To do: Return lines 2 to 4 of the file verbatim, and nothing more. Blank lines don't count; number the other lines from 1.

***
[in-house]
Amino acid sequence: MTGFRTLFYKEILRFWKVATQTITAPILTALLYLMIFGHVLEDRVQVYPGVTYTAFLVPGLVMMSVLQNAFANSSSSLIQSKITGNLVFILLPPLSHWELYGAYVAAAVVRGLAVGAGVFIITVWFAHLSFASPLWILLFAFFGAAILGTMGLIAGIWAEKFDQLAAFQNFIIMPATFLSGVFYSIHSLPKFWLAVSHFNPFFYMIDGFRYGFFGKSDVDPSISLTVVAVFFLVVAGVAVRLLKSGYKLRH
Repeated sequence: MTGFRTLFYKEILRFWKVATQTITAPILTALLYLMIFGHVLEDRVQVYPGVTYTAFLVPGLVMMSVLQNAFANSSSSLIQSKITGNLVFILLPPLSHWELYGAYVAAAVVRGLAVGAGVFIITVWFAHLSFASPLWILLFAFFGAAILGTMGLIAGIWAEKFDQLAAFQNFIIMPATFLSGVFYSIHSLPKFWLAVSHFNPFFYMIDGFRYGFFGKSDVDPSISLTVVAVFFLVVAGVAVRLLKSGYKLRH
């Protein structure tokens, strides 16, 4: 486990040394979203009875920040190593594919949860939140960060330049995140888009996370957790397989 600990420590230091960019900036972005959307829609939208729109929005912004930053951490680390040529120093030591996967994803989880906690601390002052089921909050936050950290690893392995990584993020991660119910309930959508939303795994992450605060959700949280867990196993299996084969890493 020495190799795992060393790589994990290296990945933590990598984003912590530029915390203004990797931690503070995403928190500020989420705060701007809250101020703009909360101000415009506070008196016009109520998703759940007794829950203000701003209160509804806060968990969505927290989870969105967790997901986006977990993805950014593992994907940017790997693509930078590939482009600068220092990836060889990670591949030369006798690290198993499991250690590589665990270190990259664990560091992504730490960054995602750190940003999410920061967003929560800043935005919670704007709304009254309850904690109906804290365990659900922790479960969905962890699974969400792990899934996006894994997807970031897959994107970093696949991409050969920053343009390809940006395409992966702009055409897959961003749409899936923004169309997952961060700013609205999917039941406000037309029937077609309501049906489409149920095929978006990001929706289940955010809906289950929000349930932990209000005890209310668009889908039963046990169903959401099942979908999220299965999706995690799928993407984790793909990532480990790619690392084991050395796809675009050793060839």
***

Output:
Amino acid sequence: MTGFRTLFYKEILRFWKVATQTITAPILTALLYLMIFGHVLEDRVQVYPGVTYTAFLVPGLVMMSVLQNAFANSSSSLIQSKITGNLVFILLPPLSHWELYGAYVAAAVVRGLAVGAGVFIITVWFAHLSFASPLWILLFAFFGAAILGTMGLIAGIWAEKFDQLAAFQNFIIMPATFLSGVFYSIHSLPKFWLAVSHFNPFFYMIDGFRYGFFGKSDVDPSISLTVVAVFFLVVAGVAVRLLKSGYKLRH
Repeated sequence: MTGFRTLFYKEILRFWKVATQTITAPILTALLYLMIFGHVLEDRVQVYPGVTYTAFLVPGLVMMSVLQNAFANSSSSLIQSKITGNLVFILLPPLSHWELYGAYVAAAVVRGLAVGAGVFIITVWFAHLSFASPLWILLFAFFGAAILGTMGLIAGIWAEKFDQLAAFQNFIIMPATFLSGVFYSIHSLPKFWLAVSHFNPFFYMIDGFRYGFFGKSDVDPSISLTVVAVFFLVVAGVAVRLLKSGYKLRH
């Protein structure tokens, strides 16, 4: 486990040394979203009875920040190593594919949860939140960060330049995140888009996370957790397989 600990420590230091960019900036972005959307829609939208729109929005912004930053951490680390040529120093030591996967994803989880906690601390002052089921909050936050950290690893392995990584993020991660119910309930959508939303795994992450605060959700949280867990196993299996084969890493 020495190799795992060393790589994990290296990945933590990598984003912590530029915390203004990797931690503070995403928190500020989420705060701007809250101020703009909360101000415009506070008196016009109520998703759940007794829950203000701003209160509804806060968990969505927290989870969105967790997901986006977990993805950014593992994907940017790997693509930078590939482009600068220092990836060889990670591949030369006798690290198993499991250690590589665990270190990259664990560091992504730490960054995602750190940003999410920061967003929560800043935005919670704007709304009254309850904690109906804290365990659900922790479960969905962890699974969400792990899934996006894994997807970031897959994107970093696949991409050969920053343009390809940006395409992966702009055409897959961003749409899936923004169309997952961060700013609205999917039941406000037309029937077609309501049906489409149920095929978006990001929706289940955010809906289950929000349930932990209000005890209310668009889908039963046990169903959401099942979908999220299965999706995690799928993407984790793909990532480990790619690392084991050395796809675009050793060839």